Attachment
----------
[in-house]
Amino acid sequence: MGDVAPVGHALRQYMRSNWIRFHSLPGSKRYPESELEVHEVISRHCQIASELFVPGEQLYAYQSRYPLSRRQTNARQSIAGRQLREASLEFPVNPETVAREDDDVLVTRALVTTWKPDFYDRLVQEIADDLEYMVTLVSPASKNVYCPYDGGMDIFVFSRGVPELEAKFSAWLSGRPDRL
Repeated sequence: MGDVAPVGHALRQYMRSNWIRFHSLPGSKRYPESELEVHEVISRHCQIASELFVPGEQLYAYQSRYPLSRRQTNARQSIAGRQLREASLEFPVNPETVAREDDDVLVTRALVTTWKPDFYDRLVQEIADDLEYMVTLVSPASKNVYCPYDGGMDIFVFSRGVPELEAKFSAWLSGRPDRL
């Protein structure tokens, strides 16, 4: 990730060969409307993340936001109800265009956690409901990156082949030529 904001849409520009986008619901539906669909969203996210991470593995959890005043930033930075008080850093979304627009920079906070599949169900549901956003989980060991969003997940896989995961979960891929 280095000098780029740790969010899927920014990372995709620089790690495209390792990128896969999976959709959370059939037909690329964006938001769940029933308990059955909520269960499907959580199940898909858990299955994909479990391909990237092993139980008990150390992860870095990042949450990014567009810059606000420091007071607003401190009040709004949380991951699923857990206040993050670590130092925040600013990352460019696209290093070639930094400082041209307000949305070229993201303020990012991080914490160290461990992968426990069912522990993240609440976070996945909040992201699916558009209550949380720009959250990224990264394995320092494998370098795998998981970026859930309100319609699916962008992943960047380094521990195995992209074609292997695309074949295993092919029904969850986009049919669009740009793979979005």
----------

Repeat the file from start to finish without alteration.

[in-house]
Amino acid sequence: MGDVAPVGHALRQYMRSNWIRFHSLPGSKRYPESELEVHEVISRHCQIASELFVPGEQLYAYQSRYPLSRRQTNARQSIAGRQLREASLEFPVNPETVAREDDDVLVTRALVTTWKPDFYDRLVQEIADDLEYMVTLVSPASKNVYCPYDGGMDIFVFSRGVPELEAKFSAWLSGRPDRL
Repeated sequence: MGDVAPVGHALRQYMRSNWIRFHSLPGSKRYPESELEVHEVISRHCQIASELFVPGEQLYAYQSRYPLSRRQTNARQSIAGRQLREASLEFPVNPETVAREDDDVLVTRALVTTWKPDFYDRLVQEIADDLEYMVTLVSPASKNVYCPYDGGMDIFVFSRGVPELEAKFSAWLSGRPDRL
């Protein structure tokens, strides 16, 4: 990730060969409307993340936001109800265009956690409901990156082949030529 904001849409520009986008619901539906669909969203996210991470593995959890005043930033930075008080850093979304627009920079906070599949169900549901956003989980060991969003997940896989995961979960891929 280095000098780029740790969010899927920014990372995709620089790690495209390792990128896969999976959709959370059939037909690329964006938001769940029933308990059955909520269960499907959580199940898909858990299955994909479990391909990237092993139980008990150390992860870095990042949450990014567009810059606000420091007071607003401190009040709004949380991951699923857990206040993050670590130092925040600013990352460019696209290093070639930094400082041209307000949305070229993201303020990012991080914490160290461990992968426990069912522990993240609440976070996945909040992201699916558009209550949380720009959250990224990264394995320092494998370098795998998981970026859930309100319609699916962008992943960047380094521990195995992209074609292997695309074949295993092919029904969850986009049919669009740009793979979005």